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Spittler v. Charbonneau

Intermediate Court of Appeals of Hawaii

September 4, 2019

SCOTT SPITTLER, Plaintiff/Counterclaim Defendant-Appellant,
v.
PAUL R. CHARBONNEAU, JANICE CHARBONNEAU, Defendants/Counterclaim Plaintiffs-Appellees, and ELIZABETH THERESA SCHMIDT, Defendant/Cross-Claim Defendant/Cross-Claimant, and DOE 2 Through DOES 20, Defendants

          APPEAL FROM THE CIRCUIT COURT OF THE THIRD CIRCUIT (CIVIL NO. 3CC09-1-0007)

         On the briefs:

          Brooks L. Bancroft for Plaintiff/Counterclaim Defendant-Appellant.

          Robert J. Crudele for Defendants/Counterclaim Plaintiffs-Appellees.

          FUJISE, PRESIDING JUDGE, CHAN AND HIRAOKA, JJ.

          OPINION

          HIRAOKA, J.

         This case arose from a dispute between neighbors over plants. Plaintiff-Appellant Scott Spittler (Spittler) appeals from the First Amended Final Judgment (Judgment) entered by the Circuit Court of the Third Circuit (Circuit Court)[1] on January 8, 2016, and the order partially granting and partially denying a motion for partial summary judgment filed by Defendants-Appellees Paul R. Charbonneau and Janice Charbonneau (collectively, the Charbonneaus) entered by the Circuit Court on August 2, 2013 (PSJ Order) .[2] For the reasons explained below, we affirm the Judgment.

         I.

         Spittler and the Charbonneaus own adjoining property in Kapoho on Hawai'i island. They disputed the location of their common boundary. On January 8, 2009, Spittler filed a "Complaint for Trespass and Damages" against the Charbonneaus. The complaint alleged that between 1984 and 2006 the Charbonneaus planted a number of ironwood, [3] loulu palm, [4] and coconut palm trees, some of which were planted on Spittler's property. Spittler claimed that the Charbonneaus agreed to remove their trees from Spittler's property and to be bound by a neutral survey of the boundary between the parties' properties, but have not done so. On July 23, 2007, a branch from one of the Charbonneaus' trees allegedly fell, struck Spittler, and damaged Spittler's greenhouse covering. Spittler's complaint alleged that the Charbonneaus' trees have "an extensive root system, have created a poor growing environment, and continue to present danger to person, real property, and agricultural products of [Spittler]." Spittler also claimed that Paul Charbonneau screamed profanities and called the police after Spittler pruned coconut fronds that were hanging into Spittler's property. The complaint listed the following causes of action: (1) trespass to property; (2) breach of contract; (3) breach of implied covenant of good faith and fair dealing; (4) negligence; (5) misrepresentation; (6) unfair and deceptive trade practices; (7) punitive damages;[5] (8) nuisance; (9) detrimental reliance; (10) intentional infliction of emotional distress; and (11) quiet title.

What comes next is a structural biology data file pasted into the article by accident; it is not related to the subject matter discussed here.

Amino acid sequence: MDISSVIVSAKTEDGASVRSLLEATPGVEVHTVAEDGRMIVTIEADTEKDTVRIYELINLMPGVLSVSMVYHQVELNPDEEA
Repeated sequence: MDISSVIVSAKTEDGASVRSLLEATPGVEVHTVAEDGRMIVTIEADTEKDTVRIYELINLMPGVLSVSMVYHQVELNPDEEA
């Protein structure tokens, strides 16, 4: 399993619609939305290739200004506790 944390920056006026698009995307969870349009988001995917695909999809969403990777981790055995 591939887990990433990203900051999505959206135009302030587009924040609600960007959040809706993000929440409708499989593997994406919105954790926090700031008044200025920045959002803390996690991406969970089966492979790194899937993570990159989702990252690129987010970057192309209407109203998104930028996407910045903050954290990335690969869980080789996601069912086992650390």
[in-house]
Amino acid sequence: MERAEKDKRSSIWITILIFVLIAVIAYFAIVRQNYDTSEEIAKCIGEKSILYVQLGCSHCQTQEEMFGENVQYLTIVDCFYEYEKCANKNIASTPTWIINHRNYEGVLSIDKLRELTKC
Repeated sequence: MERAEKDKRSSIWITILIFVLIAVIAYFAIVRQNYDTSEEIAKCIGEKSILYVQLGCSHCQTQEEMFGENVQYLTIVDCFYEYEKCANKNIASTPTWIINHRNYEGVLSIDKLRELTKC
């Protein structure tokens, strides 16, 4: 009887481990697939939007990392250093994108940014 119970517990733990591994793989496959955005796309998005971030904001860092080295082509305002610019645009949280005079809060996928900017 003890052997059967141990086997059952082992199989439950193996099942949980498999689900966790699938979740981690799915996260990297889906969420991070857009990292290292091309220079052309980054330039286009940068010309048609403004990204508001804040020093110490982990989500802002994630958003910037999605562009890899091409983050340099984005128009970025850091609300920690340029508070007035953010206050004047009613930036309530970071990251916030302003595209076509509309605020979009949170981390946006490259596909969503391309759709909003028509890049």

On January 29, 2009, the Charbonneaus filed an answer and a counterclaim. They alleged that they acquired their property in 1980; their ironwood trees were planted in 1983 "as a windbreak under a program administered by the U.S. Department of Agriculture, Soil Conservation Service"; Spittler acquired his property in 1999; in 2006 Spittler claimed to own the land on which the Charbonneaus' ironwood trees were planted and demanded that the trees be removed; and since 2007 Spittler has trespassed on the Charbonneaus' property, cut down and killed numerous ironwood and palm trees, and directed loud music and noise toward the Charbonneaus' property to interfere with the Charbonneaus' use and enjoyment of their property. The counterclaim also alleges that in November 2008 Spittler fired a rifle from his property at Paul Charbonneau, who was standing on his own property. The counterclaim listed the following causes of action: (1) quiet title; (2) injunctive relief; (3) intentional, reckless, or negligent destruction of property; and (4) punitive damages[6].